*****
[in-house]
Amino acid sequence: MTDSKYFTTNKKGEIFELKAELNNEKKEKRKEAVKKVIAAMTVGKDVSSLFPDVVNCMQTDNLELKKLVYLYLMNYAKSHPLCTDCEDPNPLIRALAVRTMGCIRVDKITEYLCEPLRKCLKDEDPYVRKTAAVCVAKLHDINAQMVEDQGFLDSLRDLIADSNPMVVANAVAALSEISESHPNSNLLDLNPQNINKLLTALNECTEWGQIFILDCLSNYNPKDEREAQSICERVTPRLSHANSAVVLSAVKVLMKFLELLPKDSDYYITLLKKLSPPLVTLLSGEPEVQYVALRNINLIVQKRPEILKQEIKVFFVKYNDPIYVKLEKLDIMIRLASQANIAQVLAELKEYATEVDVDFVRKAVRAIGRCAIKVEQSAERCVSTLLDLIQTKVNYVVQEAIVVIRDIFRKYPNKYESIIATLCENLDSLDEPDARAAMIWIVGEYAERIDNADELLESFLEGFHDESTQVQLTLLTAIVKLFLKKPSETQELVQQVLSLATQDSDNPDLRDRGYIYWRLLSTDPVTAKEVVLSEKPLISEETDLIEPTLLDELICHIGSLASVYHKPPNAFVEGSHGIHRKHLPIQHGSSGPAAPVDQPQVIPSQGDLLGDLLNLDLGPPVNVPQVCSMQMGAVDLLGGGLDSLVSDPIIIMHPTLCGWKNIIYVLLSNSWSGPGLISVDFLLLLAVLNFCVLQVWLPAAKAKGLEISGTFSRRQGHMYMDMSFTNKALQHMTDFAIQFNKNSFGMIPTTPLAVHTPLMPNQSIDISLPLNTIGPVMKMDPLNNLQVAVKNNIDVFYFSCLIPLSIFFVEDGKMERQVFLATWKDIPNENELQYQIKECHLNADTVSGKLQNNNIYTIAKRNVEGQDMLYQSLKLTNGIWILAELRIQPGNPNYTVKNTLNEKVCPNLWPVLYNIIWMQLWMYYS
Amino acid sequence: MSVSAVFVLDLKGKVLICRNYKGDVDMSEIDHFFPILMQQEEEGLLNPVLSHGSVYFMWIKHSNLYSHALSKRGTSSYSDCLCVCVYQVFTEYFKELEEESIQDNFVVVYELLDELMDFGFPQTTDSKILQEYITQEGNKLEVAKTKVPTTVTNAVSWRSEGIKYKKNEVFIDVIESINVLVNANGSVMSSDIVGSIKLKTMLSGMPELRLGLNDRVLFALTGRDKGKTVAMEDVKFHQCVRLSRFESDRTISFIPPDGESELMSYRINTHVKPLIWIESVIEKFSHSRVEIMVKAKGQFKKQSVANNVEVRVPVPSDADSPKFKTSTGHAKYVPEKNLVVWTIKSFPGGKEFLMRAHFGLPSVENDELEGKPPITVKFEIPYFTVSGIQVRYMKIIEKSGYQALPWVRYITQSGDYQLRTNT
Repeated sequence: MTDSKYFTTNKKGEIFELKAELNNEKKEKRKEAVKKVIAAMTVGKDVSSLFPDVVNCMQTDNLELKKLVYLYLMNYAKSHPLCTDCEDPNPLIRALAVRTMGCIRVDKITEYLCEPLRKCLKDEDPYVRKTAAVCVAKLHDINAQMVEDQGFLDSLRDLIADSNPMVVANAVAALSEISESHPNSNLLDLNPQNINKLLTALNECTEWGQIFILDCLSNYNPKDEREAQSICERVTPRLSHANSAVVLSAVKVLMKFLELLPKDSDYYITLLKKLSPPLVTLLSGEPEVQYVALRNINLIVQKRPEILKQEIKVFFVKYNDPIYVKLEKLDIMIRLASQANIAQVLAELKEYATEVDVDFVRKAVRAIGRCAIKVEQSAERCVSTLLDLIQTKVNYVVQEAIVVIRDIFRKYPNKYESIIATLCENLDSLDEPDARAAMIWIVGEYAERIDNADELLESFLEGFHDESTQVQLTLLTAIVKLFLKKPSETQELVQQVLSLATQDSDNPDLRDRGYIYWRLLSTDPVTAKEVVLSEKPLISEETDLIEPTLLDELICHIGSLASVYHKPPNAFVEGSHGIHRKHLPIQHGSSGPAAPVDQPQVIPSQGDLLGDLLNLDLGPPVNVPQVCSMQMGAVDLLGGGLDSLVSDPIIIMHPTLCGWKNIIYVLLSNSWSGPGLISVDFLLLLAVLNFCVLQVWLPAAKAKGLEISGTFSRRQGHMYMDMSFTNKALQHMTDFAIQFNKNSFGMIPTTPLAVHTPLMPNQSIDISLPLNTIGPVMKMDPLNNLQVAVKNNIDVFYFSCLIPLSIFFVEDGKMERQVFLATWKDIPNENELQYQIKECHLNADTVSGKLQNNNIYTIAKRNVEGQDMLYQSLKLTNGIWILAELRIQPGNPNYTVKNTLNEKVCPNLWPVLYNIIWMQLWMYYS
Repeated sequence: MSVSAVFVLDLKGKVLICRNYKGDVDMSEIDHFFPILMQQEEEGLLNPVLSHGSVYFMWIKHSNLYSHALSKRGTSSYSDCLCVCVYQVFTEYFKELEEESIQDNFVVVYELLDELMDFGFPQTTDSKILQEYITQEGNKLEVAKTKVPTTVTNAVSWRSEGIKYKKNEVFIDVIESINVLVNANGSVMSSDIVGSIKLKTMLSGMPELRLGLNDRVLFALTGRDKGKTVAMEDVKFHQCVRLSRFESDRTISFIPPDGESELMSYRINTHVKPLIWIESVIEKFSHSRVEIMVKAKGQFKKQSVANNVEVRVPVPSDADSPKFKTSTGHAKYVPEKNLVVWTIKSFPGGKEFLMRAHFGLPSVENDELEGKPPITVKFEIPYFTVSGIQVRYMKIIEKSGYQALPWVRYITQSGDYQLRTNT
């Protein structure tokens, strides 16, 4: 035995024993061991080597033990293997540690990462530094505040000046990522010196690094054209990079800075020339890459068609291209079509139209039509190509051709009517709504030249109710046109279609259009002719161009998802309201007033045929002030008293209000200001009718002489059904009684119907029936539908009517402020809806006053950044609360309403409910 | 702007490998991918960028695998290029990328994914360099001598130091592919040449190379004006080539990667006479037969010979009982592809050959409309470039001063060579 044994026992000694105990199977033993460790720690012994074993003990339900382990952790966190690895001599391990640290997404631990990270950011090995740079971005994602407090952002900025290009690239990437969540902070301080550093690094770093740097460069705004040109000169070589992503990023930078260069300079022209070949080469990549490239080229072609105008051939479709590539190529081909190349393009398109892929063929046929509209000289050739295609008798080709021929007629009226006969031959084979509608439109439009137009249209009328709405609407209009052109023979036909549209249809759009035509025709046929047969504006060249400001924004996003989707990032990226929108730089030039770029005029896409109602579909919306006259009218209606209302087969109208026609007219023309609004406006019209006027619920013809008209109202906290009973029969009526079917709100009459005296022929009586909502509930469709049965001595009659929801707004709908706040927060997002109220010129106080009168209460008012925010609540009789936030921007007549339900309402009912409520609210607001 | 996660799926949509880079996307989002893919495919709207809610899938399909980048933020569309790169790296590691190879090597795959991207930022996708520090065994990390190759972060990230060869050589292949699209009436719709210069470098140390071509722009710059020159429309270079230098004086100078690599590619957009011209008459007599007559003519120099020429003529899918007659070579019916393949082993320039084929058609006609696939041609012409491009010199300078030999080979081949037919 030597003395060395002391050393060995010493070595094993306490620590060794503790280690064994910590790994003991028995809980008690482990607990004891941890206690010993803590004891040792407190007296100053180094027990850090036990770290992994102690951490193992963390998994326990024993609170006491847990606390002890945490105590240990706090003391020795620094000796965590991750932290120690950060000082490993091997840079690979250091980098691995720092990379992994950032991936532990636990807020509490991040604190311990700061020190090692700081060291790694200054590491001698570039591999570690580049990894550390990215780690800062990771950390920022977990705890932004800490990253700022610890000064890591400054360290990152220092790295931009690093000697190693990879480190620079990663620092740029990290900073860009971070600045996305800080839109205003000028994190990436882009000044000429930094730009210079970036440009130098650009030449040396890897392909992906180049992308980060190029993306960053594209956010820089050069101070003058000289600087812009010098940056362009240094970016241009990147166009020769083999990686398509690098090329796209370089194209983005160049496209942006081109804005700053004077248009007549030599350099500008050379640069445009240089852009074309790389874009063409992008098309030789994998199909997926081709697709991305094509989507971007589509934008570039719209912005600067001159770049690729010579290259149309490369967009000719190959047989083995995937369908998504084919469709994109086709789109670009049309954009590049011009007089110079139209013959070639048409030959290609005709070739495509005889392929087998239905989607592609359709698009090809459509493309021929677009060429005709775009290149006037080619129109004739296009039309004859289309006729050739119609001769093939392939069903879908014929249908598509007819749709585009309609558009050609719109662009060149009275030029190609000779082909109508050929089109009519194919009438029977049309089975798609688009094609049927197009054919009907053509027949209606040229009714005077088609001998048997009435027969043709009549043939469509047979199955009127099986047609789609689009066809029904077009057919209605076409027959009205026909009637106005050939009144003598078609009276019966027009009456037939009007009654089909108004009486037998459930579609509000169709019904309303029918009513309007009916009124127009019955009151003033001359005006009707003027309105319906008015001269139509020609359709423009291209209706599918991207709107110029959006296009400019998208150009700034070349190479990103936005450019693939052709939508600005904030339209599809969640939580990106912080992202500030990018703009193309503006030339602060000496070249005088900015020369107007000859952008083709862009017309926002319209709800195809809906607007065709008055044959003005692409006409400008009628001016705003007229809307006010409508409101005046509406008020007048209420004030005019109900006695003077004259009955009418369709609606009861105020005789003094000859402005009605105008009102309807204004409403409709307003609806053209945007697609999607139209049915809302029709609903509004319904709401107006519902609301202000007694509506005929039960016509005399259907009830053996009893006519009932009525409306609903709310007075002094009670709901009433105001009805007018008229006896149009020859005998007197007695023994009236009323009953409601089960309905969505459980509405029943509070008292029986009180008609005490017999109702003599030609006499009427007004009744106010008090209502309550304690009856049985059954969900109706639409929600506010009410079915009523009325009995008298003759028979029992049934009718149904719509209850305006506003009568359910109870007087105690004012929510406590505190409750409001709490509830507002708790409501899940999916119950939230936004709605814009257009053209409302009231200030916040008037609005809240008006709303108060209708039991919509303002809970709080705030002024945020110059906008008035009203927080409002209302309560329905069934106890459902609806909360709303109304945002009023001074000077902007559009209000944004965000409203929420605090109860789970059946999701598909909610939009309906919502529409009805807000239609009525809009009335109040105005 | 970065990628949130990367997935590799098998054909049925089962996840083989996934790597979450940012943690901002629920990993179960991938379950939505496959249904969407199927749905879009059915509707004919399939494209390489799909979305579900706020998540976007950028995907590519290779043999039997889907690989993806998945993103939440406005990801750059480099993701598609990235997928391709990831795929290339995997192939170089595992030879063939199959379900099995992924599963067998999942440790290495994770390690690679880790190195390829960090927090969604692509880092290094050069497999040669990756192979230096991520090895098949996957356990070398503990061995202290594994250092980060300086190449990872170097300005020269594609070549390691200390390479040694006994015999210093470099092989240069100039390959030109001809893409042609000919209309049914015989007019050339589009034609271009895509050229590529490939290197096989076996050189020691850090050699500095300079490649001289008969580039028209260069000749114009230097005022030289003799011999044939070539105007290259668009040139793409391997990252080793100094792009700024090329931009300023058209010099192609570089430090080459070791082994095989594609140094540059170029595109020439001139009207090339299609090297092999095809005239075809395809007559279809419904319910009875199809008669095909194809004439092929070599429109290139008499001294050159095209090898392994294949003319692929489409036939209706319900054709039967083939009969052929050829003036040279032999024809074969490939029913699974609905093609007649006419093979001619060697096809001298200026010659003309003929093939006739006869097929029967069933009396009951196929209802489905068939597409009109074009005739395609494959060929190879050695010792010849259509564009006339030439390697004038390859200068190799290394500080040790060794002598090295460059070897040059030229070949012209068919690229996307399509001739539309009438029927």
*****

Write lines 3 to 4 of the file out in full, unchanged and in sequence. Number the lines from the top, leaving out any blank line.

Amino acid sequence: MSVSAVFVLDLKGKVLICRNYKGDVDMSEIDHFFPILMQQEEEGLLNPVLSHGSVYFMWIKHSNLYSHALSKRGTSSYSDCLCVCVYQVFTEYFKELEEESIQDNFVVVYELLDELMDFGFPQTTDSKILQEYITQEGNKLEVAKTKVPTTVTNAVSWRSEGIKYKKNEVFIDVIESINVLVNANGSVMSSDIVGSIKLKTMLSGMPELRLGLNDRVLFALTGRDKGKTVAMEDVKFHQCVRLSRFESDRTISFIPPDGESELMSYRINTHVKPLIWIESVIEKFSHSRVEIMVKAKGQFKKQSVANNVEVRVPVPSDADSPKFKTSTGHAKYVPEKNLVVWTIKSFPGGKEFLMRAHFGLPSVENDELEGKPPITVKFEIPYFTVSGIQVRYMKIIEKSGYQALPWVRYITQSGDYQLRTNT
Repeated sequence: MTDSKYFTTNKKGEIFELKAELNNEKKEKRKEAVKKVIAAMTVGKDVSSLFPDVVNCMQTDNLELKKLVYLYLMNYAKSHPLCTDCEDPNPLIRALAVRTMGCIRVDKITEYLCEPLRKCLKDEDPYVRKTAAVCVAKLHDINAQMVEDQGFLDSLRDLIADSNPMVVANAVAALSEISESHPNSNLLDLNPQNINKLLTALNECTEWGQIFILDCLSNYNPKDEREAQSICERVTPRLSHANSAVVLSAVKVLMKFLELLPKDSDYYITLLKKLSPPLVTLLSGEPEVQYVALRNINLIVQKRPEILKQEIKVFFVKYNDPIYVKLEKLDIMIRLASQANIAQVLAELKEYATEVDVDFVRKAVRAIGRCAIKVEQSAERCVSTLLDLIQTKVNYVVQEAIVVIRDIFRKYPNKYESIIATLCENLDSLDEPDARAAMIWIVGEYAERIDNADELLESFLEGFHDESTQVQLTLLTAIVKLFLKKPSETQELVQQVLSLATQDSDNPDLRDRGYIYWRLLSTDPVTAKEVVLSEKPLISEETDLIEPTLLDELICHIGSLASVYHKPPNAFVEGSHGIHRKHLPIQHGSSGPAAPVDQPQVIPSQGDLLGDLLNLDLGPPVNVPQVCSMQMGAVDLLGGGLDSLVSDPIIIMHPTLCGWKNIIYVLLSNSWSGPGLISVDFLLLLAVLNFCVLQVWLPAAKAKGLEISGTFSRRQGHMYMDMSFTNKALQHMTDFAIQFNKNSFGMIPTTPLAVHTPLMPNQSIDISLPLNTIGPVMKMDPLNNLQVAVKNNIDVFYFSCLIPLSIFFVEDGKMERQVFLATWKDIPNENELQYQIKECHLNADTVSGKLQNNNIYTIAKRNVEGQDMLYQSLKLTNGIWILAELRIQPGNPNYTVKNTLNEKVCPNLWPVLYNIIWMQLWMYYS